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    #1

    interrogative pronouns

    do we use auxiliary in "who" as intrgtve pronoun?? I'm still confused 'bout it , many thanx b4

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    #2

    Re: interrogative pronouns

    Quote Originally Posted by kaioo_ken View Post
    do we use auxiliary in "who" as intrgtve pronoun?? I'm still confused 'bout it , many thanx b4
    I think I understand your question, although I`m not so sure. Who is an interrogative pronoun and we don`t use auxiliary verbs with it.
    e.g.1. Who said that? -correct
    2. Who did say that? -incorrect
    Who is the subject of the first sentence above.
    Another example : Who will make the correction? -will, here, is, in my opinion, the future morpheme for the future simple tense form of the verb make

    The pronoun Who
    The pronoun who usually refers only to persons. Unlike the other interrogative pronouns, who changes its form depending on the case, as shown in the following table.

    Subjective Case --who Who did it?
    Objective Case --whom Whom did you phone?
    Possessive Case --whose Whose is that book?

    Who
    When who is the subject of a verb, the subjective case must be used.
    e.g. Who opened the door?
    Who will help me?

    It should be noted that when who is used with the verb to be, or with verbs in the Passive Voice, the subjective case must usually be used, since such verbs cannot take an object.
    e.g. Who is it?
    Who was the fastest runner?
    Who will be there?
    Who has been elected?
    The first three examples above illustrate the use of who with the verb to be. The fourth example illustrates the use of who with a verb in the Passive Voice.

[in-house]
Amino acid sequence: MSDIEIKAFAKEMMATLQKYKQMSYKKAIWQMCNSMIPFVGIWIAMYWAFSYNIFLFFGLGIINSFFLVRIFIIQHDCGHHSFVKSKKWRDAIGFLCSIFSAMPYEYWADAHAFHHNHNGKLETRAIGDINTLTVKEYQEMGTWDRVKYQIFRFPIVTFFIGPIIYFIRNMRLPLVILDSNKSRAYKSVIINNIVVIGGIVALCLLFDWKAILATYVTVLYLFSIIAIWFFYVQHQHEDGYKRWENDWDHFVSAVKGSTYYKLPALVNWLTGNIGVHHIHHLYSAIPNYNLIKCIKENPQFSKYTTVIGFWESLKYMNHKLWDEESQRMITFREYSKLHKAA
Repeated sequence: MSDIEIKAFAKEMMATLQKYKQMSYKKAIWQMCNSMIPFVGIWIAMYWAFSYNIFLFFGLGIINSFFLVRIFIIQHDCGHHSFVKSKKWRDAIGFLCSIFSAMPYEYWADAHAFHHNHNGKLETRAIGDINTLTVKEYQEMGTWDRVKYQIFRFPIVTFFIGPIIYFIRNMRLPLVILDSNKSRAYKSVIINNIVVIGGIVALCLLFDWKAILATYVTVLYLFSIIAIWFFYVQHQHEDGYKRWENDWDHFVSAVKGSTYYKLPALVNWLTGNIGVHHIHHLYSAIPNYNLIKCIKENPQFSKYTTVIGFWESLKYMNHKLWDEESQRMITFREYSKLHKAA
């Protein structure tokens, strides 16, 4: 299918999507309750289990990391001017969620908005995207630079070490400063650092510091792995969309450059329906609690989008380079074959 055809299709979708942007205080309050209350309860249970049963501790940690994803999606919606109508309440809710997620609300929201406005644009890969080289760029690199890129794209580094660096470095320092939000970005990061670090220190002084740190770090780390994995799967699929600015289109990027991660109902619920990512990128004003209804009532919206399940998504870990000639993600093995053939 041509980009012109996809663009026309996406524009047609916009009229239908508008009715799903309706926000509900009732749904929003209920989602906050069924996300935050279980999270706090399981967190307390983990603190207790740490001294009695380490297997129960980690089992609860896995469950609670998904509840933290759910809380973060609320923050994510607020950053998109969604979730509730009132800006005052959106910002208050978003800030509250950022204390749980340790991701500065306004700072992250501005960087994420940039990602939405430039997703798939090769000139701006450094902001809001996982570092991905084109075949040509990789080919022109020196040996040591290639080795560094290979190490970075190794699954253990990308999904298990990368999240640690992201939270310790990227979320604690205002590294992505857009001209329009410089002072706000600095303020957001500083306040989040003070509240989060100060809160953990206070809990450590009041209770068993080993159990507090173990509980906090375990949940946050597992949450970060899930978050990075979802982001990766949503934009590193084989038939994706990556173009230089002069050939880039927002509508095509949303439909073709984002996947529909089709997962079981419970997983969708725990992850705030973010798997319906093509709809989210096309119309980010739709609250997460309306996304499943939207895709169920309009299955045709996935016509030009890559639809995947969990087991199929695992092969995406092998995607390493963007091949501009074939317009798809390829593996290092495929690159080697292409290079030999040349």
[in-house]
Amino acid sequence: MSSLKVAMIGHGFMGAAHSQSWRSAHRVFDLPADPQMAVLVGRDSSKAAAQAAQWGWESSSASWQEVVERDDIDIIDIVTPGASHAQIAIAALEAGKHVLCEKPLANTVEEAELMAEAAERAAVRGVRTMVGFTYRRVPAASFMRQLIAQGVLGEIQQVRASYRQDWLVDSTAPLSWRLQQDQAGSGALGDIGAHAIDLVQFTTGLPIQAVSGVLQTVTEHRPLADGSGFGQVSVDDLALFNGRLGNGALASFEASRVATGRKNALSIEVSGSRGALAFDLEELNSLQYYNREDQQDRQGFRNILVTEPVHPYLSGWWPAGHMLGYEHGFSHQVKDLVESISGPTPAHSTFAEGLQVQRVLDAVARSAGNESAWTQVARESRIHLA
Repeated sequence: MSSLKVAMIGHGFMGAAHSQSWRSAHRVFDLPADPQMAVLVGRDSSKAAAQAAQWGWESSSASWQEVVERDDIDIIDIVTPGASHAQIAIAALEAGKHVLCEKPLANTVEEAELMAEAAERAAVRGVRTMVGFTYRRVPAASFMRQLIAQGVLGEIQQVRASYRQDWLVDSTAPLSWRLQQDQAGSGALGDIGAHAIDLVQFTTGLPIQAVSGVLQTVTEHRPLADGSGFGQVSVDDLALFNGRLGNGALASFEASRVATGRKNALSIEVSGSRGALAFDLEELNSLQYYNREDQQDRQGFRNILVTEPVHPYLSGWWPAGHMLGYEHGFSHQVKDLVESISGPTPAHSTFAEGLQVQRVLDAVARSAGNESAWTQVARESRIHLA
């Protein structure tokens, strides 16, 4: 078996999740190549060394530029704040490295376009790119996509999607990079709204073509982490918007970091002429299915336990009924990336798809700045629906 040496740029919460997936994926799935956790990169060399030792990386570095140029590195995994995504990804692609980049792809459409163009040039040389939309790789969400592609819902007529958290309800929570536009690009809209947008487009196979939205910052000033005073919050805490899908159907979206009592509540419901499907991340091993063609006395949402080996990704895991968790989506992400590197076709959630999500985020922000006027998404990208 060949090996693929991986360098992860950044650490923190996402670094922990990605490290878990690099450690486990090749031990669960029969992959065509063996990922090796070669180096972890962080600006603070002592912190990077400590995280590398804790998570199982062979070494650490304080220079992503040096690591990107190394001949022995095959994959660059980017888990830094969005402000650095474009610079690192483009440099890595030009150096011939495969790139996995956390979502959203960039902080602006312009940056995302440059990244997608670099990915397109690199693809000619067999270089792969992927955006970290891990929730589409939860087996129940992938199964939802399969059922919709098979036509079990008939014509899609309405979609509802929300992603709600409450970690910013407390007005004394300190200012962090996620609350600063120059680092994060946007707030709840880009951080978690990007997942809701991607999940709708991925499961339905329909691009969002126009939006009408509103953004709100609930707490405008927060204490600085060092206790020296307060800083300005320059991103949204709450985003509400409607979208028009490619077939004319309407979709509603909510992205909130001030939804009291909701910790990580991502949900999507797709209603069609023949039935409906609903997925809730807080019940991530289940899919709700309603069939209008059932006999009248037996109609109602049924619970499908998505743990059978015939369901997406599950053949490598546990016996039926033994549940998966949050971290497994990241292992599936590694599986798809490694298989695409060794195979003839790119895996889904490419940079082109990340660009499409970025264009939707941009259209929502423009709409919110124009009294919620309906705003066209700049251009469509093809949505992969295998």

Whom
    In formal English, when the pronoun who is the object of a verb or the object of a preposition, the objective form whom must be used.
    e.g. Whom did you see downtown?
    To whom did you send the invitations?
    In the first example, whom is the object of the verb see. In the second example, whom is the object of the preposition to.

    In informal English, the form who is often used for the objective as well as for the subjective case. For instance, in informal English, the preceding examples might be expressed Who did you see downtown? and Who did you send the invitations to? However, this use of who is considered to be grammatically incorrect in formal English.

    source :English Grammar
    Last edited by Teia; 14-Aug-2007 at 21:11.

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    #3

    Re: interrogative pronouns

    THANK YOU VERY MUCH...

    Yes, it's exactly the kind of explanation that i need
    Many thanx to you and to this forum.

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    #4

    Re: interrogative pronouns

    Quote Originally Posted by kaioo_ken View Post
    THANK YOU VERY MUCH...

    Yes, it's exactly the kind of explanation that i need
    Many thanx to you and to this forum.
    Hi Ken [or shall I say Kaioo?]

    You are most welcome! We are here to help one another.

    All the best!

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